This “White Creatives’ Penchant For Throwing The POC They’ve Made Profit Off Of Under the Bus” thing is not that uncommon, unfortunately. Baz Luhrmann just being able to “walk away” from ‘The Get Down’ is another great example. If we’re talking about non-POC/ non-Black people telling POC/ Black stories for profit, the importance of context, etc., well, this was an example of a mess. Albeit, it was a stunningly beautiful mess, one that falls in line with the rest of the Baz  canon and its propensity of making poverty, suffering, and pain “tragically” “glamourous.” (yawn) For him, the stories and histories of People of Colour, especially Black and Afro-Latinx people, were good enough to make money off of, but could just be abandoned when they are no longer lucrative for him. In others words, we are only good enough when we’re making them money. Luhrmann can just walk away from POC stories, because it doesn’t actually mean anything to him. Yes, I get he was only co-producing and that, ring-a-ding-ding, it’s a business out to make money, but telling the story of the history of Hip Hop ALSO CAME WITH A RESPONSIBILITY TO ITS SOURCE. “Art” never takes precedence over real life consequence.  Calling whatever thing you do ~*art*~ doesn’t mean it cannot be critiqued or held accountable.

So, while the all-white creative team behind HAIRSPRAY seems to think that reverse racism is real and that Seaweed can be played by anyone non-Black, them not caring doesn’t mean you shouldn’t care. It means we have to care more. Non-Black people, including and especially Non-Black POC,  have to stand up and push back against this rhetoric. They say “yes” because they cash that cheque, but we have the Power of the Almighty Wallet to say “no.” These stories are not disposable. People of Colour, especially African Americans, cannot divorce themselves from history or context. People of Colour live in a world where our histories are not distant, and inform our entire lives, and we have the ability and the responsibility to ensure our narratives and stories aren’t commodified by white lenses for profit (anymore than they already have been).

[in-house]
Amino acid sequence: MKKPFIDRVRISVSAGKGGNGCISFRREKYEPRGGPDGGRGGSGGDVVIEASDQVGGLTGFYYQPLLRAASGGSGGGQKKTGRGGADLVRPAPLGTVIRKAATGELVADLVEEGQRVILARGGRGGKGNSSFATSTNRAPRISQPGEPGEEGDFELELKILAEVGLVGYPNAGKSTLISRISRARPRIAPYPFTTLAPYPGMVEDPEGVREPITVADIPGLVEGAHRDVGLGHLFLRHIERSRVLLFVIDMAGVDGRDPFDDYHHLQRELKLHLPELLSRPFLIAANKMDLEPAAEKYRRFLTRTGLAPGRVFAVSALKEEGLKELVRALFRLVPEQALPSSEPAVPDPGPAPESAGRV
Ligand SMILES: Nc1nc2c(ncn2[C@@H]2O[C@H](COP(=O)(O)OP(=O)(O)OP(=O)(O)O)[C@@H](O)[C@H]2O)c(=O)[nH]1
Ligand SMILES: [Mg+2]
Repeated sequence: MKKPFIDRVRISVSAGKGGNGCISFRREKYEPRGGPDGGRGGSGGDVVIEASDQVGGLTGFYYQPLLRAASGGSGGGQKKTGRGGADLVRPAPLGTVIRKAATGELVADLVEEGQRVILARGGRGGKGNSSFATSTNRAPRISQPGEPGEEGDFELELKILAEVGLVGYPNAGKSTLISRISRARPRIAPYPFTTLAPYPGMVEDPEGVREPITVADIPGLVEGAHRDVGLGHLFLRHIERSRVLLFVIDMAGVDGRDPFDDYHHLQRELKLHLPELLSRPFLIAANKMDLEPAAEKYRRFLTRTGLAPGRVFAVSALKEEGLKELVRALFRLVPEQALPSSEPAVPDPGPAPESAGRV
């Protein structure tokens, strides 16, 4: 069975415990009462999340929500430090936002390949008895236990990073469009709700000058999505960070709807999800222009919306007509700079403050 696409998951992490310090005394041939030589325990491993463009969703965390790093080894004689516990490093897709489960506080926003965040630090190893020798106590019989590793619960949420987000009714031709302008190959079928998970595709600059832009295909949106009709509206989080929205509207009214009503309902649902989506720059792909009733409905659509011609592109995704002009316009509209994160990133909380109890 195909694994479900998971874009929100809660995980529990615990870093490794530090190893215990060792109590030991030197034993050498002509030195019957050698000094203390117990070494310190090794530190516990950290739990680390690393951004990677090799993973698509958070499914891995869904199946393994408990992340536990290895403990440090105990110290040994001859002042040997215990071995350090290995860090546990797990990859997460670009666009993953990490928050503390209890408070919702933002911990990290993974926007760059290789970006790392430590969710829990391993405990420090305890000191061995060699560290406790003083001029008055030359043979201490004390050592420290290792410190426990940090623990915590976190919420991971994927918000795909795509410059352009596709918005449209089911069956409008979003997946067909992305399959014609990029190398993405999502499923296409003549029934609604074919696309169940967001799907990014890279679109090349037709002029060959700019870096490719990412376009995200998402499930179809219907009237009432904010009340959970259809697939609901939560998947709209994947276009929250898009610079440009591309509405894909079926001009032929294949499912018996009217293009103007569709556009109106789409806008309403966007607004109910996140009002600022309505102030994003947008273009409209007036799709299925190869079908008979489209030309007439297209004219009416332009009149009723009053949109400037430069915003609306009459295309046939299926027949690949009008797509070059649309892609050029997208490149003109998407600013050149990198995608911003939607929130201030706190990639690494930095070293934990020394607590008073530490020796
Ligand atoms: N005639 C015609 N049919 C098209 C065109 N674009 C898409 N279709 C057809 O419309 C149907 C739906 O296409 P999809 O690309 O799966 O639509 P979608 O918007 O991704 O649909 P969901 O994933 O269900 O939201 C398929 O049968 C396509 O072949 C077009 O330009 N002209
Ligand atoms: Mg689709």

I am not saying you shouldn’t be in a production of or love HAIRSPRAY. I effing love HAIRSPRAY.  It’s a fun and funny show, with great characters, and a heart-warming message.  For all intents and purposes, it’s a great show with a great source material, but you cannot always divorce media from those who make it (or their beyond problematic views). Given the stance of the creative team, I am less inclined to give it my money now.

Always be critical of the media you consume and who makes it, and why.

Here is some further reading, if you are so inclined:

·       The Dangers of ‘Hairspray’

·       Is History Something to Sing About?

·       Who Tells Your Story? : Unpacking the History of Whitewashing in Theatre and What to do About It

·       Social and Historical Context of Hairspray

·       Hairspray’s Revealing Portrayal of Racism in America

·       'HAIRSPRAY' PROBLEM: SEGREGATION WASN'T FUN

·       Contemporary Black American Cinema: Race, Gender and Sexuality at the Movies

·       All-White Production Of ‘Hairspray’ In Texas Raises Eyebrows

·       Back to the Fifties: Nostalgia, Hollywood Film, and Popular Music of the Seventies and Eighties?

·       On False Equivalences

·       Authenticity in casting: From 'colorblind' to 'color conscious,' new rules are anything but black and white

·       Why saying “I don’t see race/gender/etc.” is offensive

·       Race and parenting: Why raising 'colorblind' kids is actually a terrible idea

·       Why the way race is cast on stage and screen needs to change

·       If You ‘Don’t See Race,’ You’re Not Paying Attention

·       When you say you 'don't see race', you’re ignoring racism, not helping to solve it

·       Forget Atticus: Why We Should Stop Teaching ‘To Kill A Mockingbird’

·       These Scholars Have Been Pointing Out Atticus Finch's Racism for Years

·       warmly embrace a racist novel (to kill a mockingbird)

·       Is To Kill a Mockingbird racist?

·       How To Kill a Mockingbird Reflects the Real Civil Rights Movement

·       ESSAY — MY 'TO KILL A MOCKINGBIRD' PROBLEM… AND OURS
Why Are We Still Teaching 'To Kill a Mockingbird' in Schools?

·       To Kill a Mockingbird and Antiblack Violence: Why White Readers Love Atticus Finch

·       Black History Month, Empathy, and To Kill a Mockingbird

·       Matthew McConaughey Can't Stop Being a Badass White Savior in Free State of Jones

Baz Luhrmann on ‘The Get Down': ‘I Always Knew It Wasn’t My Story’